Be PROUD of that “Minecraft Teacher” label (or whatever the label)….

A couple of days ago, I read a couple tweets from a teacher that was voicing thoughts about being labelled as a “Minecraft” teacher, rather than an Innovative teacher that uses many engaging and creative tools including Minecraft. I looked back through the Twitterverse, but couldn’t find the tweets again.

FDSC_0271irst, I think that any teacher, leader or principal  that is labelled a Minecraft teacher should be EXTREMELY proud.  Bring it ON!  Think about it. You are being labelled as a teacher that is creative, open-minded, collaborative and willing to use tools and methods that are engaging and encourage students to venture into ARTS, DESIGN, ENGINEERING and MATH! Not to mention, using a tool that lends itself well to having students THINK, REACT and ADAPT to certain situations.  And to further the point, you are using a tool that is Universally Designed and doesn’t restrict students that have literacy barriers or language barriers.

 

So, if people see you as a MINECRAFT TEACHER, then I suggest you thank them. Maybe they just don’t understand what a compliment they gave you!

I find myself thinking  more and more about the assumptions that are made about teachers that research, share, blog and reflect on specific technology tools they use as part of the learning and teaching process. In fact, sharing specific examples about the tool or program on Social Media can have an interesting result since the context isn’t always obvious and assumptions get made about the teacher. For example, The Minecraft Teacher, The Smartboard Teacher, The Livescribe Teacher, The Google Teacher, The iPad Teacher…… You get the point.

But who cares? I am certain that I’ve been labelled a certain “kind” of teacher. I suppose it depends on who and from when. Today, I might be considered the “Minecraft Teacher”.  I delivered several Smartboard workshops for my District about 10 years ago, so back then, I was the “Smartboard Teacher”.  About 8 years ago, I started using blogging platforms with my students, so those who know me then, might consider me the Blogging teacher, or the Skyping teacher since we used Skype so often. A couple of years later, I began incorporating tools that were Universally Designed, such as audio amplification systems. I used the Front Row system and had a microphone around my neck most of the day. Yes, for a while, I was the Front Row teacher. And then, there was the iPad. My iPad ‘ONE” was the only iPad in the school (of 700) for 2 years. This single iPad labelled me as the iPad expert.  In 2006, my students were using Scratch and Robotics and even for a short while, I was seen as the Programming Teacher. Then, there was the Livescribe. Another action research project that had me integrate the tool in ways that I still find myself attached to, especially around assessment.  Recently, I’ve been investigating and integrating a variety of Microsoft tools into the classroom. Maybe that makes me a “Microsoft” teacher too.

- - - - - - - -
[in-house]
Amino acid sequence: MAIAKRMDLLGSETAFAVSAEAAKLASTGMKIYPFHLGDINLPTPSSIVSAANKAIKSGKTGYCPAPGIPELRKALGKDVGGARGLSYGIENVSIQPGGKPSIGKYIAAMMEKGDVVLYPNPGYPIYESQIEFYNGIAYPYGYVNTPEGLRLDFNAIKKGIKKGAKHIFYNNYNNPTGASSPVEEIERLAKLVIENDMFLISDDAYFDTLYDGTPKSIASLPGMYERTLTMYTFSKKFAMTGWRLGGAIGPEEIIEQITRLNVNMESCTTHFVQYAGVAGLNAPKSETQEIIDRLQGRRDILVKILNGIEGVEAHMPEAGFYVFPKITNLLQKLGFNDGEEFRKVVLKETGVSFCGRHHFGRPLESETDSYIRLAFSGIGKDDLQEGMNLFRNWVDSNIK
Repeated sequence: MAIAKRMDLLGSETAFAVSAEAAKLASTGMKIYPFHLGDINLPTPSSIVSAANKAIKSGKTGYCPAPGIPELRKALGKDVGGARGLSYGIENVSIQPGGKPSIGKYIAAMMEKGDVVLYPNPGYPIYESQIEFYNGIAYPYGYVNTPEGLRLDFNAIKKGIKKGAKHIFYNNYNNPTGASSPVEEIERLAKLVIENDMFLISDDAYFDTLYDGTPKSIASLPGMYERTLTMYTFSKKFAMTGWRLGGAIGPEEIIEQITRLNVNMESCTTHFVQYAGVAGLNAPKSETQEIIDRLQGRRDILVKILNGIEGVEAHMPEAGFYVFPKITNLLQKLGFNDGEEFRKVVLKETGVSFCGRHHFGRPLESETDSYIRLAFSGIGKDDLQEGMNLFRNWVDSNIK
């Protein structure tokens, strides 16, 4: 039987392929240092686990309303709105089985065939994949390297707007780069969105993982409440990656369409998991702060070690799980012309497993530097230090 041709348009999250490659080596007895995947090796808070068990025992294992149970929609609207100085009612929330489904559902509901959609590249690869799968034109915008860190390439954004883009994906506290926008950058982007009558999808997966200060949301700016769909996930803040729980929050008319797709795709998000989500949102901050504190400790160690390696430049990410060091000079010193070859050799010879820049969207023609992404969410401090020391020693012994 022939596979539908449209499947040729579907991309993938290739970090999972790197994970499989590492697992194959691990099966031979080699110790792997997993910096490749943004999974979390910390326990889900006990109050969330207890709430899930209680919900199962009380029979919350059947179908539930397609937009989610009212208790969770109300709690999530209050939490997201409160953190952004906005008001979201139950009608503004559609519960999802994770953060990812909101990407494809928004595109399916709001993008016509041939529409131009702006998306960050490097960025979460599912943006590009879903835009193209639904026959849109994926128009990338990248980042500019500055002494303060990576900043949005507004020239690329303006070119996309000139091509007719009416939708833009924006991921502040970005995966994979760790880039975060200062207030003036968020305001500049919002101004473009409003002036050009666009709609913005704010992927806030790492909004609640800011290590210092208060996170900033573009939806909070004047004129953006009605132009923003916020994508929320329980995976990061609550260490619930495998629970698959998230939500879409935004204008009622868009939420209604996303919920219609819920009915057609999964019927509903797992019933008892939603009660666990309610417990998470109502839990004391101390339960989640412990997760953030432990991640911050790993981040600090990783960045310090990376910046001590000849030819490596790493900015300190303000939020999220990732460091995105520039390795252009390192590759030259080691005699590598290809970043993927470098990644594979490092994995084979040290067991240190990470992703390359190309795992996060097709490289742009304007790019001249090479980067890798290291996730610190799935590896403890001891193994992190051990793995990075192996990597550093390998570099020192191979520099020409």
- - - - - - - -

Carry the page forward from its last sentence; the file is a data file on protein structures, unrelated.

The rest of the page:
Doesn’t it seem like the technology tools and innovations that we blog and tweet about seemed to override everything else we do as teachers? as leaders? as learners?

Do we take the time to sift through our assumptions, to get to know the person and understand why they use the tools or methods they do? Why the “act” the way they do on Social Media? Who are they really?

I now use all of these tools or program as part of the teaching and learning process, depending on the situation, the student and the context. Those of have taken the time to know me, know that I am NOT an expert, but am willing to try out as many tools as possible in hopes that I can reach my students in a way that supports higher order thinking, inquiry, and depth.

My classroom focuses on collaboration and inquiry, not technology, not Minecraft, not Livescirbe, not Smartboard, not Coding, not Google, not robotics… (you get the point).  I am good with the many labels that are attached to my name and I’m even good with the fact that I have probably used these tools for “Subtitution”  (SAMR) on occasion. But…I used them and I continue to learn.

DSC_0272Back to the “Minecraft teacher “ and for all the “Minecraft teachers” out there, be proud of your label, because you ROCK. You are taking risks, trying new things, engaging your students and putting yourself out there to be scrutinized and judged…and still, you do it. Remember, it is most often due to the ignorance or lack of understanding of you and your practice that results in the LABEL, not you!

 

I wonder, what ASSUMPTIONS, based on interactions in Social Media,  about educators, leaders or others in your network, do you have?  

What assumptions do you think are made about you? 

 

2 thoughts on “Be PROUD of that “Minecraft Teacher” label (or whatever the label)….

  1. The educators I have met online have been very helpful. Everyone is working in the same direction and for the same reasons, the betterment of our students. It is the others that are not online and the assumptions they make about my progress. Sometimes I feel because I want to learn more, other teachers feel I am making them look bad. Get over it I say! … maybe I could teach you a thing or two… lets share !

  2. Well said. I suppose, for some, it is easier to critique someone or make assumptions then to open their minds up to what is possible. Perhaps sometimes by blogging and sharing more often then others does make “them” look bad. I say, just support one another through kindness and always assume intentions are for the best.

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